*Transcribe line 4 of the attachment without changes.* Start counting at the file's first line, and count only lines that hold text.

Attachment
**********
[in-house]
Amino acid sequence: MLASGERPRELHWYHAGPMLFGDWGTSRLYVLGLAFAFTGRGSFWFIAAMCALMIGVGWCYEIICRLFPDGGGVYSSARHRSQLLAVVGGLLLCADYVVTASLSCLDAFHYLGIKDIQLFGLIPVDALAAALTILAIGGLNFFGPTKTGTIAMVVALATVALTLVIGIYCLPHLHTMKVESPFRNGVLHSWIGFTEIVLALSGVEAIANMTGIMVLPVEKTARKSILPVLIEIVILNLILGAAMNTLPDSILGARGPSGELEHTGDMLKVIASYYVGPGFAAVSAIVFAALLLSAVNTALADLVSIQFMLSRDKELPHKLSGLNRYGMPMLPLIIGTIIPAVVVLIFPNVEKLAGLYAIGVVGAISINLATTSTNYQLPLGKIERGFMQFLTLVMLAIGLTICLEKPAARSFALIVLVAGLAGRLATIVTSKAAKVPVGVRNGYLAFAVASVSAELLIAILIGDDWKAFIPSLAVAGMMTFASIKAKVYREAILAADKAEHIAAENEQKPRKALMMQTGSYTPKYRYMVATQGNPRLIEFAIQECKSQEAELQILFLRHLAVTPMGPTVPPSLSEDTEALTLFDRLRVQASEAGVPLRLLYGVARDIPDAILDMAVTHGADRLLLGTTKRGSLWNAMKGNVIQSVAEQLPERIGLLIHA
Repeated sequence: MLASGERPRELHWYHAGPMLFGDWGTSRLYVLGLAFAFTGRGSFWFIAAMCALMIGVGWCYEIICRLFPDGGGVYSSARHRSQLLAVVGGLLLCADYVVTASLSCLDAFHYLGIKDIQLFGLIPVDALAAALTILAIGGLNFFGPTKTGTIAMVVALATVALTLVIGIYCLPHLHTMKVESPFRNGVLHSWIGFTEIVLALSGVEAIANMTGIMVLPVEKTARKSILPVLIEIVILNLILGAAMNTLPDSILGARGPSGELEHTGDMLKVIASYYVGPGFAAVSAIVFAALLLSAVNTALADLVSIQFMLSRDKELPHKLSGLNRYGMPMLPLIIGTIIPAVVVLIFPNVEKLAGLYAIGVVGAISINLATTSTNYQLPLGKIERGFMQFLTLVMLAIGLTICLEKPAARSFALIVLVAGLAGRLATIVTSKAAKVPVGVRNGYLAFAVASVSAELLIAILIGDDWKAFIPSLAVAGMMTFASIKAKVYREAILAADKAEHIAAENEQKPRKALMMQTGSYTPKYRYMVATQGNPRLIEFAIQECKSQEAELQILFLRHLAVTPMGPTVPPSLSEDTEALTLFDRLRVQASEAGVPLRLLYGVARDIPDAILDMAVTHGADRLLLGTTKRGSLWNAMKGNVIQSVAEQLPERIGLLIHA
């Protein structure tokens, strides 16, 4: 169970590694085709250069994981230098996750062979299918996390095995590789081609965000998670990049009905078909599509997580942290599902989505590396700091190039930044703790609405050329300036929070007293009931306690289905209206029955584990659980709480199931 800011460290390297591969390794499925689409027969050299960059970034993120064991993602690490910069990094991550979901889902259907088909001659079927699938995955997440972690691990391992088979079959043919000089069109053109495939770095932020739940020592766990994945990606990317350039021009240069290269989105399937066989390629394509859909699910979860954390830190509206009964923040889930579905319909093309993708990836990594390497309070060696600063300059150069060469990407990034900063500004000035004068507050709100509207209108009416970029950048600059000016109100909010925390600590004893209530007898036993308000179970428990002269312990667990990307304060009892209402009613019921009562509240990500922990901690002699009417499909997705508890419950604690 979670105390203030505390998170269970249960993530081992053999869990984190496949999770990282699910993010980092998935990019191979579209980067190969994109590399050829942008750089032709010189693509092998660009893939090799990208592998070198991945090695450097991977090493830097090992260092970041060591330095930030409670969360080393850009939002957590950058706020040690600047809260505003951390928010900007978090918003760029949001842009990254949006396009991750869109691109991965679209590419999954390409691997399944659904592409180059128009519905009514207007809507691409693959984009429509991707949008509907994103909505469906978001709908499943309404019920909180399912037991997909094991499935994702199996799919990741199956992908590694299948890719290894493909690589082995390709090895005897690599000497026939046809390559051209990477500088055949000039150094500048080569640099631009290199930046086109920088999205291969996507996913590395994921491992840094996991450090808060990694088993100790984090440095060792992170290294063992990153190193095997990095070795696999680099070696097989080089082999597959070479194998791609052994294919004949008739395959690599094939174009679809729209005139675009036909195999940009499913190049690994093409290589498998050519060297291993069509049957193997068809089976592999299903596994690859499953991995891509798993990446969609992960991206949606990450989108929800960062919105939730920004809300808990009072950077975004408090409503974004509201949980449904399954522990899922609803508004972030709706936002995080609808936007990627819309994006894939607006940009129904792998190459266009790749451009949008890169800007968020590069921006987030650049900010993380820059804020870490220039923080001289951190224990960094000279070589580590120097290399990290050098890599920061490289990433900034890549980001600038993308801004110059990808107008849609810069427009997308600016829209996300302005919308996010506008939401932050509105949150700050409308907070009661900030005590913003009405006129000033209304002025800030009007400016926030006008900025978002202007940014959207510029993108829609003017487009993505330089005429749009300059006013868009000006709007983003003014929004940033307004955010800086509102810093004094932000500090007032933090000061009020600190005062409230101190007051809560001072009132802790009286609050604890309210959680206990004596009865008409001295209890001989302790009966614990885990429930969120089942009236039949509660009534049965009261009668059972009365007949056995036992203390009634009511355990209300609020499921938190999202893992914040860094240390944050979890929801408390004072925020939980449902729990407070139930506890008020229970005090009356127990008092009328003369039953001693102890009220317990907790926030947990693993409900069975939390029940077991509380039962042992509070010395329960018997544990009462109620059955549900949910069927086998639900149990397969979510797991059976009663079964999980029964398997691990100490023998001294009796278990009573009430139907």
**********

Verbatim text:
């Protein structure tokens, strides 16, 4: 169970590694085709250069994981230098996750062979299918996390095995590789081609965000998670990049009905078909599509997580942290599902989505590396700091190039930044703790609405050329300036929070007293009931306690289905209206029955584990659980709480199931 800011460290390297591969390794499925689409027969050299960059970034993120064991993602690490910069990094991550979901889902259907088909001659079927699938995955997440972690691990391992088979079959043919000089069109053109495939770095932020739940020592766990994945990606990317350039021009240069290269989105399937066989390629394509859909699910979860954390830190509206009964923040889930579905319909093309993708990836990594390497309070060696600063300059150069060469990407990034900063500004000035004068507050709100509207209108009416970029950048600059000016109100909010925390600590004893209530007898036993308000179970428990002269312990667990990307304060009892209402009613019921009562509240990500922990901690002699009417499909997705508890419950604690 979670105390203030505390998170269970249960993530081992053999869990984190496949999770990282699910993010980092998935990019191979579209980067190969994109590399050829942008750089032709010189693509092998660009893939090799990208592998070198991945090695450097991977090493830097090992260092970041060591330095930030409670969360080393850009939002957590950058706020040690600047809260505003951390928010900007978090918003760029949001842009990254949006396009991750869109691109991965679209590419999954390409691997399944659904592409180059128009519905009514207007809507691409693959984009429509991707949008509907994103909505469906978001709908499943309404019920909180399912037991997909094991499935994702199996799919990741199956992908590694299948890719290894493909690589082995390709090895005897690599000497026939046809390559051209990477500088055949000039150094500048080569640099631009290199930046086109920088999205291969996507996913590395994921491992840094996991450090808060990694088993100790984090440095060792992170290294063992990153190193095997990095070795696999680099070696097989080089082999597959070479194998791609052994294919004949008739395959690599094939174009679809729209005139675009036909195999940009499913190049690994093409290589498998050519060297291993069509049957193997068809089976592999299903596994690859499953991995891509798993990446969609992960991206949606990450989108929800960062919105939730920004809300808990009072950077975004408090409503974004509201949980449904399954522990899922609803508004972030709706936002995080609808936007990627819309994006894939607006940009129904792998190459266009790749451009949008890169800007968020590069921006987030650049900010993380820059804020870490220039923080001289951190224990960094000279070589580590120097290399990290050098890599920061490289990433900034890549980001600038993308801004110059990808107008849609810069427009997308600016829209996300302005919308996010506008939401932050509105949150700050409308907070009661900030005590913003009405006129000033209304002025800030009007400016926030006008900025978002202007940014959207510029993108829609003017487009993505330089005429749009300059006013868009000006709007983003003014929004940033307004955010800086509102810093004094932000500090007032933090000061009020600190005062409230101190007051809560001072009132802790009286609050604890309210959680206990004596009865008409001295209890001989302790009966614990885990429930969120089942009236039949509660009534049965009261009668059972009365007949056995036992203390009634009511355990209300609020499921938190999202893992914040860094240390944050979890929801408390004072925020939980449902729990407070139930506890008020229970005090009356127990008092009328003369039953001693102890009220317990907790926030947990693993409900069975939390029940077991509380039962042992509070010395329960018997544990009462109620059955549900949910069927086998639900149990397969979510797991059976009663079964999980029964398997691990100490023998001294009796278990009573009430139907």